28 V.I. 133 816 F. Supp. 373


[816 F. Supp. 373]

Crim. No. 90-172

District Court of the Virgin Islands Div. of St. Croix

March 11, 1993

*137Office of The United States Attorney (Michael Humphreys, Esq.), Christiansted, St. Croix, V.I., for the Government

Thomas E. Hart, III, Esq. (Alkon, Rhea & Hart), Christiansted, St. Croix, V.I., for the defendant



Before the Court are two motions to dismiss the prosecution of this action filed by both parties. The Government requests that the action be dismissed without prejudice, the defendant moves the Court to dismiss the action with prejudice. For reasons stated below Defendant's motion is Granted.

On December 18, 1990, the Defendant Carl Dupert Benjamin was charged in a two-count indictment with witness tampering. The Indictment alleges that Benjamin did "corruptly attempt to persuade another person, (Gavin Harris in Count I and Oliver Hanley in Count II) by offering a bribe with the intent to influence the testimony of that person in an official proceeding conducted in the District Court of the Virgin Islands, all in violation of Title 18 U.S.C. § 1512 (b)(1)." The indictment stated that the alleged conduct took place between January 1, 1987 and July 28, 1987.

Defendant Carl Dupert Benjamin seeks to dismiss the indictment with prejudice because the conduct charged thereunder did not, at the time, constitute an offense under 18 U.S.C. § 1512 (1988). Benjamin argues that since the present indictment is and always has been a nullity, a new indictment cannot relate back to the first indictment. Defendant Benjamin also urges dismissal pursuant to *138Rule 48(b) of the Federal Rules of Criminal Procedure, because of pre-indictment and post-indictment delays in the prosecution of this case.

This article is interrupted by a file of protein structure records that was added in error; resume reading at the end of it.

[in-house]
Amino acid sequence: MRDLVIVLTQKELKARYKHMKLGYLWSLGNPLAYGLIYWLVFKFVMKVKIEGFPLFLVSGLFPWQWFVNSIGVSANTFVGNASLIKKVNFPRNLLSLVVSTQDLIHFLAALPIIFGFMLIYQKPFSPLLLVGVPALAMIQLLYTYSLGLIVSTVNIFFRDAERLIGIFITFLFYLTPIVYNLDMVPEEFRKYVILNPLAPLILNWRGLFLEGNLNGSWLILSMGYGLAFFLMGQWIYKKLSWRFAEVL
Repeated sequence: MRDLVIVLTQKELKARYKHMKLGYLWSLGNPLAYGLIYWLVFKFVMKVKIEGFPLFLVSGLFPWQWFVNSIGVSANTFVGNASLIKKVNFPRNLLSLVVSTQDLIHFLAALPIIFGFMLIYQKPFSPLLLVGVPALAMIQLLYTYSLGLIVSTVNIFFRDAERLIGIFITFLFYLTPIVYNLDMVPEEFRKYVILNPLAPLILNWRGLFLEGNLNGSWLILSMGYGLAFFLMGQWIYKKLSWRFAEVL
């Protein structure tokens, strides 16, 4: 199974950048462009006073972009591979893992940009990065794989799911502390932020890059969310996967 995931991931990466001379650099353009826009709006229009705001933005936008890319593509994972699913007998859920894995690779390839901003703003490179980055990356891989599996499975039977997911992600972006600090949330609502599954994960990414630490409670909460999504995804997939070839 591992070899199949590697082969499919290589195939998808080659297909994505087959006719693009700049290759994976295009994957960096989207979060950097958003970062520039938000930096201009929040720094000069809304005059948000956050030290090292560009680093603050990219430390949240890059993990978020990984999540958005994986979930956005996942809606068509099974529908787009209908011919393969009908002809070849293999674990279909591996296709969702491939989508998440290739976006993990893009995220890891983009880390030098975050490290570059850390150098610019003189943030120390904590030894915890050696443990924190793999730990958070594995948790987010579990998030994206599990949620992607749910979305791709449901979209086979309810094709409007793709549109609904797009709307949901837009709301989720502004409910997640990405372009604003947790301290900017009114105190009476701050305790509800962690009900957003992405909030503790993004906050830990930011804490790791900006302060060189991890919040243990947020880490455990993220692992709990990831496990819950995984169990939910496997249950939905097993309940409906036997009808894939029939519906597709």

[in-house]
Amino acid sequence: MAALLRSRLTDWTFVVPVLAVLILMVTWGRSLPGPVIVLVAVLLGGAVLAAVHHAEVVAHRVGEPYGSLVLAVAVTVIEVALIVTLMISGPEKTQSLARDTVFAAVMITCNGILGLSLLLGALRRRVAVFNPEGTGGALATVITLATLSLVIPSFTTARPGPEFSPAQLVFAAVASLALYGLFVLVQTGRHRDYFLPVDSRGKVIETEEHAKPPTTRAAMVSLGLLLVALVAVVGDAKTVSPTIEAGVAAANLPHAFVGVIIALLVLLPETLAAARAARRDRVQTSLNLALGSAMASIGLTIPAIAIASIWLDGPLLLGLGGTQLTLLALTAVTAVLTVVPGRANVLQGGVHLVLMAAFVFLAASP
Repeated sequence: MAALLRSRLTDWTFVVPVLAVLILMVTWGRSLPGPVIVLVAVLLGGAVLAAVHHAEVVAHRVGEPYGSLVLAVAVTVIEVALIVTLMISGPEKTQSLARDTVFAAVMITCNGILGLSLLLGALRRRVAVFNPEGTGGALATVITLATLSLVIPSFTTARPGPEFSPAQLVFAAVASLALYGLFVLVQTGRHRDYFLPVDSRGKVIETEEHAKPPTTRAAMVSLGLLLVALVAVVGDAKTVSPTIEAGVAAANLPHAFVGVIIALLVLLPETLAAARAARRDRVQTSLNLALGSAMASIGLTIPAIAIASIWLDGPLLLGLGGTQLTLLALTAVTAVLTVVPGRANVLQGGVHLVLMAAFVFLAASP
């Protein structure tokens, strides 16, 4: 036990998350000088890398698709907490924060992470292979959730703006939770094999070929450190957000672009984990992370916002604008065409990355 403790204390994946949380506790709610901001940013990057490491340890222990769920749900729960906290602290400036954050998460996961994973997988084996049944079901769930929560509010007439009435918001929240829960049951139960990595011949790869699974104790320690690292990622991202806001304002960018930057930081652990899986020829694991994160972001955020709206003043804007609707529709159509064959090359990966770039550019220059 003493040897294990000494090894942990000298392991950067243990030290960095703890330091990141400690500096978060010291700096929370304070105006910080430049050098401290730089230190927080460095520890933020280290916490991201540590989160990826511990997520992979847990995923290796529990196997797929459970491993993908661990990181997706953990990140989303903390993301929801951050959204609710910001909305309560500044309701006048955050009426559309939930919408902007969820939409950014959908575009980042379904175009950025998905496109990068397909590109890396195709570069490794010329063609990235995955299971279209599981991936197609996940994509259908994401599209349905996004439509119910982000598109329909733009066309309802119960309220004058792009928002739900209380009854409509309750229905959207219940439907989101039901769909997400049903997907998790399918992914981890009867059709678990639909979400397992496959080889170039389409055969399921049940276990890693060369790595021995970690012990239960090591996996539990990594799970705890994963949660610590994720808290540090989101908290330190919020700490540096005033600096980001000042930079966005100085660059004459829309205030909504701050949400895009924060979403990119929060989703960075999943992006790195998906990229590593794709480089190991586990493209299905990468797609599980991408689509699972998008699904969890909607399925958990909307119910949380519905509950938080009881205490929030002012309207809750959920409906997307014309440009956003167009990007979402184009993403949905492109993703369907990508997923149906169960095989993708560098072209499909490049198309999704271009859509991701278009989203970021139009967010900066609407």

The Government concedes that the conduct alleged in the indictment "fell outside the prohibitions of section 1512," in that the pending "indictment charges the defendant with conduct that was not unlawful until 1988." The Government also concedes that the limitation period for prosecution of this offense as charged has run, but argues that "the Government may still properly charge the defendant pursuant to the terms of title 18 U.S.C. § 3288."1 See Government's Motion for Dismissal, p.2. The Government contends that the pending Indictment is "otherwise meritorious" though technically flawed. The Government argues, that the Indictment should be dismissed without prejudice because the very purpose of 18 U.S.C. § 3288 is to permit the Government, by filing a new indictment, "to accommodate legal deficiencies in Indictments such as [this]." See Government's Supplemental Memorandum in Support of its Motion To Dismiss, [hereinafter "Government's Supplemental Motion], p. 9. Moreover, the Government contends dismissal without prejudice is required "to give effect to the underlying policy of 18 U.S.C. § 3288 which mandates that an allegedly guilty person will not escape conviction simply because of a technical error of law." Government's Supplemental Motion, p. 10. Finally, the Government argues that defendant's argument for dismissal pursuant to Rule 48(b) because of the overall delay in the investigation and prosecution of this case is wholly irrelevant and without merit. The Government contends that "under well-settled case law, dismissal under Rule 48(b) can be justified only because of post-arrest delays."